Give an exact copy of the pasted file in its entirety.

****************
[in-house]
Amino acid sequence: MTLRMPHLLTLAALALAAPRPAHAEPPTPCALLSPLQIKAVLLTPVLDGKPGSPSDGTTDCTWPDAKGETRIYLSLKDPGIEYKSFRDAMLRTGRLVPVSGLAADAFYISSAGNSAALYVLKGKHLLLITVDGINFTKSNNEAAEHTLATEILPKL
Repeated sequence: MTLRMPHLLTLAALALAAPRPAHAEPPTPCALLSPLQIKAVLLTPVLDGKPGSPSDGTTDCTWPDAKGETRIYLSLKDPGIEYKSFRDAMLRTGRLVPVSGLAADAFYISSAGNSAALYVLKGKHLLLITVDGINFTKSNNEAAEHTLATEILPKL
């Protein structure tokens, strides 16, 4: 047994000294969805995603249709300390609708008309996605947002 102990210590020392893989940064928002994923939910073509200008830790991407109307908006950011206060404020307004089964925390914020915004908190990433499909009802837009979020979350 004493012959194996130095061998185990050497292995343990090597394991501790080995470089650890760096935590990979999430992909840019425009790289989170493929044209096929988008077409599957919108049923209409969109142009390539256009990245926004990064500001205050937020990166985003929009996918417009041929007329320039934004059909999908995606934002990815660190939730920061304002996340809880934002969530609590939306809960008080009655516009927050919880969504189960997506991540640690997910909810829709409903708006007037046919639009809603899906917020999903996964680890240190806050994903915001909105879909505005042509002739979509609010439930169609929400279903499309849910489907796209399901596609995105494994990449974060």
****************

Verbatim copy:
[in-house]
Amino acid sequence: MTLRMPHLLTLAALALAAPRPAHAEPPTPCALLSPLQIKAVLLTPVLDGKPGSPSDGTTDCTWPDAKGETRIYLSLKDPGIEYKSFRDAMLRTGRLVPVSGLAADAFYISSAGNSAALYVLKGKHLLLITVDGINFTKSNNEAAEHTLATEILPKL
Repeated sequence: MTLRMPHLLTLAALALAAPRPAHAEPPTPCALLSPLQIKAVLLTPVLDGKPGSPSDGTTDCTWPDAKGETRIYLSLKDPGIEYKSFRDAMLRTGRLVPVSGLAADAFYISSAGNSAALYVLKGKHLLLITVDGINFTKSNNEAAEHTLATEILPKL
């Protein structure tokens, strides 16, 4: 047994000294969805995603249709300390609708008309996605947002 102990210590020392893989940064928002994923939910073509200008830790991407109307908006950011206060404020307004089964925390914020915004908190990433499909009802837009979020979350 004493012959194996130095061998185990050497292995343990090597394991501790080995470089650890760096935590990979999430992909840019425009790289989170493929044209096929988008077409599957919108049923209409969109142009390539256009990245926004990064500001205050937020990166985003929009996918417009041929007329320039934004059909999908995606934002990815660190939730920061304002996340809880934002969530609590939306809960008080009655516009927050919880969504189960997506991540640690997910909810829709409903708006007037046919639009809603899906917020999903996964680890240190806050994903915001909105879909505005042509002739979509609010439930169609929400279903499309849910489907796209399901596609995105494994990449974060």